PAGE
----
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The charge of the Highlanders at the Battle of Bushy Run. Oil on canvas by by CW Jeffreys (1869 - 1951)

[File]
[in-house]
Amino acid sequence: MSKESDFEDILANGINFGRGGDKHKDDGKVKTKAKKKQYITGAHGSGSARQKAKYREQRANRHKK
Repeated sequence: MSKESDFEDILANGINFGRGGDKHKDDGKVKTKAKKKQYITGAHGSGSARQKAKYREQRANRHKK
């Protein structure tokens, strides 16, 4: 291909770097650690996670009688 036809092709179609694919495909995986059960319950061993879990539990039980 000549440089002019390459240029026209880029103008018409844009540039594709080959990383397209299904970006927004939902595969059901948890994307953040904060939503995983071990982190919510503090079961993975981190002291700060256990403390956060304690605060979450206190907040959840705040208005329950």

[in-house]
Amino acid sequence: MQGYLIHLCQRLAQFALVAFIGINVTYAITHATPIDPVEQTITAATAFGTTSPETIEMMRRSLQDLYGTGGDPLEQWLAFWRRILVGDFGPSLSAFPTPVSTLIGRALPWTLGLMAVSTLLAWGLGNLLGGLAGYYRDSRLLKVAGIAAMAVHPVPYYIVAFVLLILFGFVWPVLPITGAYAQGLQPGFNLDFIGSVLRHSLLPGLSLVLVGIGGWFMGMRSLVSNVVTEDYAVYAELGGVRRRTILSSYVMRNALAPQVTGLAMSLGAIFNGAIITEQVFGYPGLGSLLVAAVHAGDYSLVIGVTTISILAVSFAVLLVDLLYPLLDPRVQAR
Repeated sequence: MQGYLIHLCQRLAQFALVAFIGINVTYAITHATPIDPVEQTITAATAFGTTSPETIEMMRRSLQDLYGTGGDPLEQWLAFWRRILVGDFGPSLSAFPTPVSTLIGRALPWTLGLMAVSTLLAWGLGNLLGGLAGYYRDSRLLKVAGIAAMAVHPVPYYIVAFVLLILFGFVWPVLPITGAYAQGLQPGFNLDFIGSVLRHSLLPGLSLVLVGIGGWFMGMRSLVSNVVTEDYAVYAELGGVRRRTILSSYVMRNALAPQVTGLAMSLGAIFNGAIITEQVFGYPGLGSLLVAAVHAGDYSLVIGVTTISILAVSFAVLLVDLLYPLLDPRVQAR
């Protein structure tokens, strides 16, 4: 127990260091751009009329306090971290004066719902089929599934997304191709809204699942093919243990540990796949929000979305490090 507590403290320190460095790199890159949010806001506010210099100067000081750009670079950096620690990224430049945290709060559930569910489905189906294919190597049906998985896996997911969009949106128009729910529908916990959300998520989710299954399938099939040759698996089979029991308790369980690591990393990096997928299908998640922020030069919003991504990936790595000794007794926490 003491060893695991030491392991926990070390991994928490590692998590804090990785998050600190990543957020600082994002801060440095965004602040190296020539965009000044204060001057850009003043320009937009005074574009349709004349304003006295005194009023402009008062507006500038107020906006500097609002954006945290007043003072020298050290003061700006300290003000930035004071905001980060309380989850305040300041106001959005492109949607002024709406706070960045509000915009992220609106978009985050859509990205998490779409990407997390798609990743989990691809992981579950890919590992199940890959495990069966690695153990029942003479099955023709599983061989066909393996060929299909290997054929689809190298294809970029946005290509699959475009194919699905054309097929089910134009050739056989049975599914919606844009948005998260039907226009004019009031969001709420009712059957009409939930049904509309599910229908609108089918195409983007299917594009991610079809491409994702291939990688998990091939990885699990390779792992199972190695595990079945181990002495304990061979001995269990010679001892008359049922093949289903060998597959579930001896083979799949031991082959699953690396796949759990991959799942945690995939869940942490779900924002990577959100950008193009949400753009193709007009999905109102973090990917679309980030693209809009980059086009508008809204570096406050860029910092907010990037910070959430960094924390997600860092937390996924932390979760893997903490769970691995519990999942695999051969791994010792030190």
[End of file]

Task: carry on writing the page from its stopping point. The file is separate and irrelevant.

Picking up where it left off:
Pontiac's Rebellion was a war launched in 1763 by North American First Nations who were dissatisfied with British policies in the Great Lakes region after the British victory in the French and Indian War/Seven Years' War (1754–1763). Warriors from numerous tribes joined the uprising in an effort to drive British soldiers and settlers out of the region. The war is named after the Odawa leader Pontiac, the most prominent of many native leaders in the conflict. The war began in May 1763 when American Natives, alarmed by policies imposed by British General Jeffrey Amherst, attacked a number of British forts and settlements. The First Nations were unable to drive away the British, but the uprising prompted the British government to modify the policies that had provoked the conflict. Warfare on the North American frontier was brutal, and the killing of prisoners, the targeting of civilians, and other atrocities were widespread. The ruthlessness of the conflict was a reflection of a growing racial divide between British colonists and American Indians. The British government sought to prevent further racial violence by issuing the Royal Proclamation of 1763, which created a boundary between colonists and Indians. (more...)